Yes, that sounds all right, yeah.
And we're staying in Essex for today's sale.
We've travelled north to Stacey's Auctioneers and Valuers in Rochford.
This is where we're putting our valuations to the test.
Fingers crossed we're on the money.
So, here's a quick reminder of what we've brought with us.
Will the bidders be tempted by Sally's Victorian chest of drawers?
This is probably a bit big for collectors of miniature furniture.
I must admit it was bigger, when I got it out, than I remembered.
Will valued it at £50-£100, but could the size put off the bidders?
Les' impulse buy, this Japanese card counter, is returning to auction.
Will he get his money back?
And I love the signed Louis Wain watercolour belonging to Pat.
I didn't know who Louis Wain was and the picture got put in the bottom drawer and left and forgotten about.
Despite its hard life, I valued this cool cat at £800-£1,200.
And finally, the pair of Staffordshire Prattware vases, given to Jasmine by an employer.
-He was going to throw them out.
-And he asked if I'd like them.
That's a very sweet gesture.
But just how sweet? Well, to find out I've caught up with today's
auctioneering duo, brothers Mark and Paul Stacey. Congratulations.
A family-run business. Great to see you again.
-We've met before at your old auction rooms.
So let's start with this lot.
-What do you think?
-I'm not familiar with the Prattware pattern,
but I believe it's called "the junk", for obvious reasons. I love the Oriental pattern.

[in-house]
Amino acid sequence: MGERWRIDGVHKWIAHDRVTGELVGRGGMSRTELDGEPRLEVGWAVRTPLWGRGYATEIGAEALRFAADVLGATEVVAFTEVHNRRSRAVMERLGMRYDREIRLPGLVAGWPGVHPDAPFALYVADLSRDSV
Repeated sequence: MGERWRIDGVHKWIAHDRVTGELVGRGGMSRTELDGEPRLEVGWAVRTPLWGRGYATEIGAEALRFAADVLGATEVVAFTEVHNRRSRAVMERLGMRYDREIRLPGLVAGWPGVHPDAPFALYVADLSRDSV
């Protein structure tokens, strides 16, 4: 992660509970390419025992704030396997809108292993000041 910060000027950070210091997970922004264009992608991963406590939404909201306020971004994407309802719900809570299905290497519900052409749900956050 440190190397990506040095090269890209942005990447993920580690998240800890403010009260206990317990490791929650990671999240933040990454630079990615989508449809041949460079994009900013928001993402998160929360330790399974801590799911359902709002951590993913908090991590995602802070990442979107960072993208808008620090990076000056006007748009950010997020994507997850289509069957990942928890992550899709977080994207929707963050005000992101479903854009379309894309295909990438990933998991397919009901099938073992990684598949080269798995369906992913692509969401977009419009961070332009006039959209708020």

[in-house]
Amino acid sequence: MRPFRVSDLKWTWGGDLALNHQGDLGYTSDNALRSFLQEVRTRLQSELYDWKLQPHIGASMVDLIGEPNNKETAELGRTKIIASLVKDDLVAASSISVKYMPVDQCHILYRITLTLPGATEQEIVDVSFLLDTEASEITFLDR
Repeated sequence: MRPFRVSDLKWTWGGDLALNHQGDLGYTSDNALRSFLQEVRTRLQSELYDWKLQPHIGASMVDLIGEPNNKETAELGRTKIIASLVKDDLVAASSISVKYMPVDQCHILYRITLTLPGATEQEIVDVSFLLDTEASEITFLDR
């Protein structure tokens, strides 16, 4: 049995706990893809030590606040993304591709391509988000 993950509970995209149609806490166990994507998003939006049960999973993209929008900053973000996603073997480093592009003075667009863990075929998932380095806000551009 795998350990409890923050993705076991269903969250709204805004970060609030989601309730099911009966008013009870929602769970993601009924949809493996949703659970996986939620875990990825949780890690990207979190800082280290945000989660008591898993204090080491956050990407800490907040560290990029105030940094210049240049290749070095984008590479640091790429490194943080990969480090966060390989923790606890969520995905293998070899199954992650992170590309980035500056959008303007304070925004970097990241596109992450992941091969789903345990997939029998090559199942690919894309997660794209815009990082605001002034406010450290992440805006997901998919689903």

The actual moulding of the vases as well, fantastic. It's all there.
I think we'll get a nice surprise on these, Paul.
Oh! They could be in a bidding war.
-That's what auctions are all about. That's what you guys love.
-Working them up.
200-300 we've got on these. What do you think, Paul? Do you agree?
Definitely, yes. I'd go one more than that and I think they might just tip the 400 mark, maybe.
-Could we get a little more than 400?
-It depends on how deep the pockets of the collectors are.
Well, we'll find out shortly, but first it's time to sell Thomas' other discovery.
Going under the hammer we've got a Japanese card counter.
It belongs to Les, standing next to me. Hi, Les. It's good to see you.
-Hi there, Paul.
-Hopefully, we'll be counting the money after this lot.
I think it's beautiful. The detail work in it is so interesting.
-And you got it at auction?
-Not long ago?
-Not long ago.
It was just a matter of interest. It looked so beautiful in the cabinet.
Why are you selling this now then?
Well, it's served its purpose. I've had it, I've felt it and I want to move on.
Trade upwards. It caught our expert's eye.
-Tommy, who's standing next to me.
-You liked this.
I love these! I think they're really tactile.
The ivory, the rosewood and the little animals inset.
Hmm, beautiful, really beautiful.
Fingers crossed it'll do the top end. It's going under the hammer now.
The Japanese, rosewood card counter.